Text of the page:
I would like to give credit where credit is due. Videos are from YouTube and other sources such as NicoNico while Oricon rankings and other information are translated from the Japanese Wikipedia unless noted.

Monday, January 19, 2015

Original Love -- Hum A Tune

Well, it's been a while, Original Love. Welcome back to the blog! Yup, it's been about a year since I last put up a song by the one-man band/songwriting unit of Takao Tajima(田島貴男).

Getting charmed by his melodies and his vocals, there was a time in the 90s when I was buying a fair number of Tajima's singles and albums. I bought his 4th album, "Kaze no Uta wo Kike"(風の歌を聴け...Listen to the Song of the Wind)on the strength of the rollicking "Asahi no Ataru Michi"(朝日のあたる道)which I first heard on my friend's car radio during a rainy drive through Chiba.

Then, sometime after that, I saw on the telly that Original Love was coming up with another album, and saw an excerpt from the official music video for "Hum A Tune" which was playing while his 6th album "Desire" (July 1996) was getting its ad shown. It had a close-up of Tajima's face sweating away near a fire while hearing a pretty dramatic riff. There was something quite voodoo about it. Well, that was it for me. I bought "Desire" in no time.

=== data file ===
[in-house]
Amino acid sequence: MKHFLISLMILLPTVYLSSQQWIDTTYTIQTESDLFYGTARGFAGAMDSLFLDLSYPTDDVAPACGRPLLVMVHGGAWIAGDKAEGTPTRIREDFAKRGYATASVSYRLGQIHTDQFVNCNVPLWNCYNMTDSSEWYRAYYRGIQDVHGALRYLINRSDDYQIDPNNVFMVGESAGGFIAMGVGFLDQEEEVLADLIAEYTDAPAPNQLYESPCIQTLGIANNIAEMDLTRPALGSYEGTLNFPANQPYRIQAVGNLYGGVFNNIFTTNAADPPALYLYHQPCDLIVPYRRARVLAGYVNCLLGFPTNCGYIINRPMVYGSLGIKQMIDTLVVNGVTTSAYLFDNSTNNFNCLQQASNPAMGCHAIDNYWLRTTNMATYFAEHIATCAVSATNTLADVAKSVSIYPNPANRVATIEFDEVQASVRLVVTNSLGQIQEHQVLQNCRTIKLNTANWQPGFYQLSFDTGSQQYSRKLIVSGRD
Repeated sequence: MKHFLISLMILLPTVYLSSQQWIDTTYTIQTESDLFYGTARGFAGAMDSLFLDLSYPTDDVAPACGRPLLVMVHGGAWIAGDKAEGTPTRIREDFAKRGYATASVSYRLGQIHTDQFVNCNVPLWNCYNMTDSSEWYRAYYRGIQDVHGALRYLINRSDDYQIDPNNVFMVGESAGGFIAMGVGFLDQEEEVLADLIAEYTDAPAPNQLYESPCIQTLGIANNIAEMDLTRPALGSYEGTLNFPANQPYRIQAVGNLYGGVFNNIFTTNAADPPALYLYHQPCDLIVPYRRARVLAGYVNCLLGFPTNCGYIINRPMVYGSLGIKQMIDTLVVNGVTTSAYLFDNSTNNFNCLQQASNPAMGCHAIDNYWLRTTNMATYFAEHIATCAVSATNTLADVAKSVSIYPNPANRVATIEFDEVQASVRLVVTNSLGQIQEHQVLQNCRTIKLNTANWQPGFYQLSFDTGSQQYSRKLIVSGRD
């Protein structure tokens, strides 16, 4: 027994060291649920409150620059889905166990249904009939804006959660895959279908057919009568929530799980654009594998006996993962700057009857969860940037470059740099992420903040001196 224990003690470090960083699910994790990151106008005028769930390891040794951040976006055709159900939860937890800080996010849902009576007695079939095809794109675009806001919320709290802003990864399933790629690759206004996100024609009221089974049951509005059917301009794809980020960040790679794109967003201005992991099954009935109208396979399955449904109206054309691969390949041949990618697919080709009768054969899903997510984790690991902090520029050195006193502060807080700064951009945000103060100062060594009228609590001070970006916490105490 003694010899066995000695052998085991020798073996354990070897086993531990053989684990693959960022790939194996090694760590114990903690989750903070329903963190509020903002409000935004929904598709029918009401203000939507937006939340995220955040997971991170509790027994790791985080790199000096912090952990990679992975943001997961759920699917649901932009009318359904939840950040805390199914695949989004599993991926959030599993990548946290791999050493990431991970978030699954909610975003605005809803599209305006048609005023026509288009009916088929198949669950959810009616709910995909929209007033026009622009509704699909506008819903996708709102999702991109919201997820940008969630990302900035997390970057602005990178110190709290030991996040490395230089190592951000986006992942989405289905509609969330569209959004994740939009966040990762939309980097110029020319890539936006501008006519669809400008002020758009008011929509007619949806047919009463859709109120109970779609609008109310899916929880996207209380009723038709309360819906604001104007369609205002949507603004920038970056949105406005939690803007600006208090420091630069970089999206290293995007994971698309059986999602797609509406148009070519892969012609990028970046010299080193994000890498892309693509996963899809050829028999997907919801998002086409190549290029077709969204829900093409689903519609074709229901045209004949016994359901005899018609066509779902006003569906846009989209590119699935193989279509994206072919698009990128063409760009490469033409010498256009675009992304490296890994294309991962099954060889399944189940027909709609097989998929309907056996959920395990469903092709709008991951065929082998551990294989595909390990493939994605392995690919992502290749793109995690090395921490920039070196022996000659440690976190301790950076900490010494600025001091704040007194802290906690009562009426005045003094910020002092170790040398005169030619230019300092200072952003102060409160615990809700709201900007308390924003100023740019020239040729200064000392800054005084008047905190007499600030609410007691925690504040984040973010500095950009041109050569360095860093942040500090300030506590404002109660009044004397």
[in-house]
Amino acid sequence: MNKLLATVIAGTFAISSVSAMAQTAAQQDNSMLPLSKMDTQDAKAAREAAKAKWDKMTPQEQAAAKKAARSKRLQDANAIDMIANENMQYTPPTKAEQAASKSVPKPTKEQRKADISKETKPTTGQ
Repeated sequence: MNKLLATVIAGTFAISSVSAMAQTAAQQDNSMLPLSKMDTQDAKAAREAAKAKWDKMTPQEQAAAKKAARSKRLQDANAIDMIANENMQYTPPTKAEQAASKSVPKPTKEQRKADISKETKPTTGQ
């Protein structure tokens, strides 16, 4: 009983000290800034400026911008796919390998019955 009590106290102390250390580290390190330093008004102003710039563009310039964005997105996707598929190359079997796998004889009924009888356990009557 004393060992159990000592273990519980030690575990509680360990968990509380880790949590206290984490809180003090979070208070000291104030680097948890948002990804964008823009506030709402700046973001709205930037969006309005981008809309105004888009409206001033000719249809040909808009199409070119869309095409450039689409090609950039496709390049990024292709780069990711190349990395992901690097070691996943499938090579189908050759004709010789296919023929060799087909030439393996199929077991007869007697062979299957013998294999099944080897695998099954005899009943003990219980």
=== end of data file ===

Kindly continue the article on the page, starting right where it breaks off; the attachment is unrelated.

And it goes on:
As it turned out, "Hum A Tune" was the first track (never a single) on the album, and it started out quite exotically with what sounded like an Indian sitar. I just went, "Sasuga, Tajima-san!" The only other song that I remember starting in a similar way was "Subarashii Yume no Naka de"(素晴らしい夢の中で)by the just-as-exploratory Sing Like Talking for their album, "Discovery" (1995).

Following that intriguing intro, "Hum A Tune" settles into an innocently optimistic, almost celebratory, tone of realizing that as the sun set, joy and nirvana were not far away. Then, in the last couple of minutes or so, the key suddenly veers elsewhere, a big drum starts banging away and things get a bit more intense melodically speaking...which is where that excerpt comes in during the "Desire" commercial. It's almost as if Tajima was trying to say that The Promised Land may be within your reach but you still gotta pay the piper a pretty high premium. I think the music video shows a good description of that.

My first listening to "Hum A Tune" caught me a bit off-guard but I've learned to appreciate it very well since then. And good heavens, the man can come up with some great hooks.

The cover of "Desire"
You really don't want to
cross this guy!
For instance, DO NOT
tell him that he's a Shibuya-kei

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